Tamayugé beckons listeners around a fire in the deep dark woods, where a ghost story is spun and distant music creeps slowly towards the camp in glitching oscillations, reverberating water drop synths and macabre vocals.
Tamayugé's slippery electronic perspectives reflect the musicians' respective Japanese and Ukrainian roots, drawing on age-old musical and cultural traditions while mining a briefer history of post punk, psychedelia and the experiments and off-kilter sound of early electronic music, and performance art. The duo's incantations on synths, electric guitar, vocals and eerie effects seethe and howl to minimal electronic pulses, lulling listeners into a hypnotic state before delivering a shock of static and noise. Filyavich coaxes an unsettling dreamscape of ghostly noise and melody out of her synths—not unlike her solo endeavours and music in Moose Terrific with Sam Shalabi (Land Of Kush)—yet with a distinctly supernatural vibe in part supplied by Maya Kuroki's wildly phantasmagoric vocals and fuzzed out guitar. Having acted in and created music for stage and film for several years, Kuroki seamlessly bridges theatre and experimental rock in Tamayugé and in Montréal band TEKE::TEKE, a post-punk homage to legendary Japanese surf-rock guitarist Takeshi “Terry” Terauchi.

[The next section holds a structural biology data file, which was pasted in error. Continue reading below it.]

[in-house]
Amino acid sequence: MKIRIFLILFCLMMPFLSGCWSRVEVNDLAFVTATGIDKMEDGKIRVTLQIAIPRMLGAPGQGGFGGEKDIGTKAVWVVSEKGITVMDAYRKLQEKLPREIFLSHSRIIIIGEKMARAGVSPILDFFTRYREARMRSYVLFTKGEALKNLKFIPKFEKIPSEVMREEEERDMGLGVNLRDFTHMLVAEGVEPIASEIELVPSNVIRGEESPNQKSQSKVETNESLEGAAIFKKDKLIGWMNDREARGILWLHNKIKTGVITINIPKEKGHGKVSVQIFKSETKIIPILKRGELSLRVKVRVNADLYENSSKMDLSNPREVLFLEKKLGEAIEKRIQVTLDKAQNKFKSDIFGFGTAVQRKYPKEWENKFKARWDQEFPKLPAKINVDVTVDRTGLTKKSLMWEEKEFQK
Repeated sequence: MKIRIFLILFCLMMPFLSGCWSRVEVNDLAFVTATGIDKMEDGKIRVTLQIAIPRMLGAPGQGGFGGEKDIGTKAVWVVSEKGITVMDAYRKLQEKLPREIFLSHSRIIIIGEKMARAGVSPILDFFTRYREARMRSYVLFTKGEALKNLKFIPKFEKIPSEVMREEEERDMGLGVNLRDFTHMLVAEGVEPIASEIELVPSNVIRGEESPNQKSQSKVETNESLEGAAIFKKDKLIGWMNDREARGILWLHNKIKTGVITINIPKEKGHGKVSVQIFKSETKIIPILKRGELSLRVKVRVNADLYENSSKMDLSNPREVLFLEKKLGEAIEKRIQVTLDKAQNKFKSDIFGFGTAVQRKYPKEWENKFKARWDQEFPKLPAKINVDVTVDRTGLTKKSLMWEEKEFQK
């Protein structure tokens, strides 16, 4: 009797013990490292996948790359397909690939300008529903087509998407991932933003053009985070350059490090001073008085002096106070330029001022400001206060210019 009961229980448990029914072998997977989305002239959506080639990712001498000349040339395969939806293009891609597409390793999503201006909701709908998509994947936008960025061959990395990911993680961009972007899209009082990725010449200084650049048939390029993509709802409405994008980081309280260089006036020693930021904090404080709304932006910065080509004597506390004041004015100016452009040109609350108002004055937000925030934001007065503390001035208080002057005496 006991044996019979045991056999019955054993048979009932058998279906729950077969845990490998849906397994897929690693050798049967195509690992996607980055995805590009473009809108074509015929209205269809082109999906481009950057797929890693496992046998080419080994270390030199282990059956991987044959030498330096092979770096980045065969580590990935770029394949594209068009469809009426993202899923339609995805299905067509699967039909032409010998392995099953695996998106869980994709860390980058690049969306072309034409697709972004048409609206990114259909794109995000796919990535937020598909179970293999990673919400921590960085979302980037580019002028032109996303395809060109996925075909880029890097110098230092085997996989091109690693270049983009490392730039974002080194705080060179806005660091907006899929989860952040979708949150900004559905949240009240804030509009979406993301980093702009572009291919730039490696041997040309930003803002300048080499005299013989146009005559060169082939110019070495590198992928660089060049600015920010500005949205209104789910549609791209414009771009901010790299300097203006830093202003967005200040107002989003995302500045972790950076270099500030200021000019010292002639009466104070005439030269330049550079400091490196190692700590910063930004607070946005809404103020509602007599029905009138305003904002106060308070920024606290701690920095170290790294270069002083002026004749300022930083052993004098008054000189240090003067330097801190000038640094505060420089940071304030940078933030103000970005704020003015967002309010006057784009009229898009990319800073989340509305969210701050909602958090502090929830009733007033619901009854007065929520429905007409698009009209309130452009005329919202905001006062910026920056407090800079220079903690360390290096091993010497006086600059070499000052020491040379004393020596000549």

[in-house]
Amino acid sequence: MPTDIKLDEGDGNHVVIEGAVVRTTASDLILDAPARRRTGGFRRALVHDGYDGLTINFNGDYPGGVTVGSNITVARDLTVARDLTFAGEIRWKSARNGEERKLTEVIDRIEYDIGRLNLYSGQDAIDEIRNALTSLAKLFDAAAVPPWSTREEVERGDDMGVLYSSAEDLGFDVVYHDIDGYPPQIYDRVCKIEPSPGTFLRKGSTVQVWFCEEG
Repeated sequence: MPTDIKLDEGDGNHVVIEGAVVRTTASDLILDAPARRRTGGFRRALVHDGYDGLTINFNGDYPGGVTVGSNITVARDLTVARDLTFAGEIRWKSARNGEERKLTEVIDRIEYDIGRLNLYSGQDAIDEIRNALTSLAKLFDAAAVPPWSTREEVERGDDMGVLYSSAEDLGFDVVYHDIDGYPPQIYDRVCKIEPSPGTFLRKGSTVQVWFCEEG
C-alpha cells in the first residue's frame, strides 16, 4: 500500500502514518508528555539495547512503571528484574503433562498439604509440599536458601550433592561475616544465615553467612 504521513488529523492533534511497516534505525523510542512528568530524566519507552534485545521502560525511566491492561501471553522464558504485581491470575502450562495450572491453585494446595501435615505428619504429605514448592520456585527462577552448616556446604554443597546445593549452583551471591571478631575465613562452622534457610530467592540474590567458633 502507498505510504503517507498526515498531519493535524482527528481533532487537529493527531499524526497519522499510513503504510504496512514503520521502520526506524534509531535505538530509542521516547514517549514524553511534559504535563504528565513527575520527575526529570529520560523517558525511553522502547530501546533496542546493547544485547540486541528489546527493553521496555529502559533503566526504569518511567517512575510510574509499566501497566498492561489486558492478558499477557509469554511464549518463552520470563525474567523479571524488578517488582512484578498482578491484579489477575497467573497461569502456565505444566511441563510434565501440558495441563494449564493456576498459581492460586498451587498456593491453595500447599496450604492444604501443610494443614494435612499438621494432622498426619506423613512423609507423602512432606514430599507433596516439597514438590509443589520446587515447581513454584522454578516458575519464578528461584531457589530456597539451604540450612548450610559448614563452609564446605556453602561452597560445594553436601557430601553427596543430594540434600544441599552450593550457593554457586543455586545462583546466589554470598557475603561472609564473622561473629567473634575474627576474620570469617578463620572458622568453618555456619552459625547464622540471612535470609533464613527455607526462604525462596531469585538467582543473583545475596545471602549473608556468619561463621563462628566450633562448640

On stage at MUTEK, Kuroki and Filyavich turn their theatrical electronic art form into an end of summer ritual performance: crafting a tall tale, performing an otherworldly ritual and inviting everyone to submit to their spell.